In a recent commentary about “investment addiction” among the young, Henry Mockridge seems to have fallen victim to the idea that individuals are incapable of making rational decisions on their own, and that government regulators are more competent at making decisions for citizens. Moreover, he fails to prove his case, and what he presents as a solution to the (non-existent) problem would most likely reduce prosperity for all of.
No learning is cost-free. A baby learns to walk by falling down. A baseball player learns to hit by swinging and missing. To deny young people the opportunity to fail in some investment activities is to set them up for larger failures later in life. It is better to learn the risks of investing when young, when the stakes are low and they have decades to recover.
Mockridge bases his analysis on items not in evidence. Early on, he tells the reader that there has been a rise in investment activity by “[t]eenage and young adult first-time investors.” He reaches this conclusion by noting that Robinhood has reported a 103% increase in new users; he then assumes that the most of those users are young; he then describes them as a “teenager and young adult.” In the penultimate paragraph, though, he tells us that “Robinhood and similar retail investment sites have not published any information about the number of new investors who are teenagers or young adults.” He has no evidence that there’s a problem with any age group. Indeed, he doesn’t even provide evidence that Robinhood customers as a whole have underperformed the market.
Mockridge also tells us that the average retail investor has underperformed the market by 11%. Clicking through to his source, one learns that this represents a one-month result, from mid-February to mid-March, 2021. Furthermore, this statistic is without context. How well do professional investors perform? Well, from 2008-2019, the average of all actively-managed funds underperformed the market by 25%. The two statistics are not perfectly comparable. Still, it makes the one-month 11% underperformance by retail investors seem somewhat less frightening. One final note: underperforming the market is not the same as losing money. It could, and often does, mean simply that the investor could have made more money with a different strategy.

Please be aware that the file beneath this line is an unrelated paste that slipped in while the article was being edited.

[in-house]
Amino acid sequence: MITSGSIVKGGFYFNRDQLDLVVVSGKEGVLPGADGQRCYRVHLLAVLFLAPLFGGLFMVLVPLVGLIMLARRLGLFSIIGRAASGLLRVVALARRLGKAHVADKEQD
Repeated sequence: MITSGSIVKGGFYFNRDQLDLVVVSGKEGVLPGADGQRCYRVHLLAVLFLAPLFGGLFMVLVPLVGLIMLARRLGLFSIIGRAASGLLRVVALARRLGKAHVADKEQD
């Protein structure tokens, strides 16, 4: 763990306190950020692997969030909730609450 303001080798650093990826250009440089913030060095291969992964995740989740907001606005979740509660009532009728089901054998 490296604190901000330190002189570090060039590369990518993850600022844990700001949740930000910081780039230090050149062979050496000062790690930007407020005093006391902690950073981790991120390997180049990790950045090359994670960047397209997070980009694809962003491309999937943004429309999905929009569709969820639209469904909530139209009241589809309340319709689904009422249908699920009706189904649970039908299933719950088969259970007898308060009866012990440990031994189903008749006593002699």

Having failed to establish that there’s a problem, Mockridge then proposes a solution which solves nothing. His idea is that online brokerages should publish information about their customers, specifically “the types of trades, the number of trades make per week, and the amount of money lost or gained” by age of investor, which information he suggests would equip the SEC with necessary data to propose new regulations. But what regulation will protect an investor from poor decisions? Or simple bad luck?
Prosperity requires innovation. Innovation requires risk-taking. Risk-taking implies a degree of failure. If we reverse that progression: to remove or reduce failure, we must reduce risk-taking, thus we must accept less prosperity.
That is why there are no participation trophies on Wall Street.
Charles Meyrick is an Assistant Professor at Housatonic Community College in Fairfield.